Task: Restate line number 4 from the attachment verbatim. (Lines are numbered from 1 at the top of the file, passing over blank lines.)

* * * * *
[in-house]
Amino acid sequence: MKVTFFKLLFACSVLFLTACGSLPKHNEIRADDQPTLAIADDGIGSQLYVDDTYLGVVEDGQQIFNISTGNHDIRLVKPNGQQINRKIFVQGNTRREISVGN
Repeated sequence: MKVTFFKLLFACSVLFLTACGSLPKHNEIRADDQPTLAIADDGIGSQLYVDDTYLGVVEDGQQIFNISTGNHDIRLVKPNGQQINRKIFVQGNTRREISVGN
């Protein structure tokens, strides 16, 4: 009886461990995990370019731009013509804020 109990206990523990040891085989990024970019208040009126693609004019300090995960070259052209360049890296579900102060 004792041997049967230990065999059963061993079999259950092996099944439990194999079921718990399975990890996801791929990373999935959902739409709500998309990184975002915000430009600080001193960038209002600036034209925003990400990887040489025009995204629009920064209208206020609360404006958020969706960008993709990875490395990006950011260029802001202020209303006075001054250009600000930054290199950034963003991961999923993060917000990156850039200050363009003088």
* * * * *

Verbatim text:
């Protein structure tokens, strides 16, 4: 009886461990995990370019731009013509804020 109990206990523990040891085989990024970019208040009126693609004019300090995960070259052209360049890296579900102060 004792041997049967230990065999059963061993079999259950092996099944439990194999079921718990399975990890996801791929990373999935959902739409709500998309990184975002915000430009600080001193960038209002600036034209925003990400990887040489025009995204629009920064209208206020609360404006958020969706960008993709990875490395990006950011260029802001202020209303006075001054250009600000930054290199950034963003991961999923993060917000990156850039200050363009003088």